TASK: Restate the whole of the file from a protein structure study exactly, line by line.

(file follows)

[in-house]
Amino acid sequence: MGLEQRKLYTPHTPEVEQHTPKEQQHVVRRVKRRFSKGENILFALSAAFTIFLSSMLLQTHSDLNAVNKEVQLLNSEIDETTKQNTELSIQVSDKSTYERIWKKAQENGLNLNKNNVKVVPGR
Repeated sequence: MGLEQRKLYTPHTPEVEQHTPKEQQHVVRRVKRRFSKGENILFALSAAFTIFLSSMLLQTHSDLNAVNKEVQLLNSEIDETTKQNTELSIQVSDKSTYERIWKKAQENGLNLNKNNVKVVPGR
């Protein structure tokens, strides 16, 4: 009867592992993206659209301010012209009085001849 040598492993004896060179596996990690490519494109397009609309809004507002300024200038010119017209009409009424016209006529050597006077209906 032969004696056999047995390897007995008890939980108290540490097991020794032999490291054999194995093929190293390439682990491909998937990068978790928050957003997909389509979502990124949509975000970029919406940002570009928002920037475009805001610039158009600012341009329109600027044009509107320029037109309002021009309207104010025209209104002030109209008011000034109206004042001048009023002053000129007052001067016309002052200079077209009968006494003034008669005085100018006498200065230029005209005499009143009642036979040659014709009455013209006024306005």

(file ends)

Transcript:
[in-house]
Amino acid sequence: MGLEQRKLYTPHTPEVEQHTPKEQQHVVRRVKRRFSKGENILFALSAAFTIFLSSMLLQTHSDLNAVNKEVQLLNSEIDETTKQNTELSIQVSDKSTYERIWKKAQENGLNLNKNNVKVVPGR
Repeated sequence: MGLEQRKLYTPHTPEVEQHTPKEQQHVVRRVKRRFSKGENILFALSAAFTIFLSSMLLQTHSDLNAVNKEVQLLNSEIDETTKQNTELSIQVSDKSTYERIWKKAQENGLNLNKNNVKVVPGR
């Protein structure tokens, strides 16, 4: 009867592992993206659209301010012209009085001849 040598492993004896060179596996990690490519494109397009609309809004507002300024200038010119017209009409009424016209006529050597006077209906 032969004696056999047995390897007995008890939980108290540490097991020794032999490291054999194995093929190293390439682990491909998937990068978790928050957003997909389509979502990124949509975000970029919406940002570009928002920037475009805001610039158009600012341009329109600027044009509107320029037109309002021009309207104010025209209104002030109209008011000034109206004042001048009023002053000129007052001067016309002052200079077209009968006494003034008669005085100018006498200065230029005209005499009143009642036979040659014709009455013209006024306005």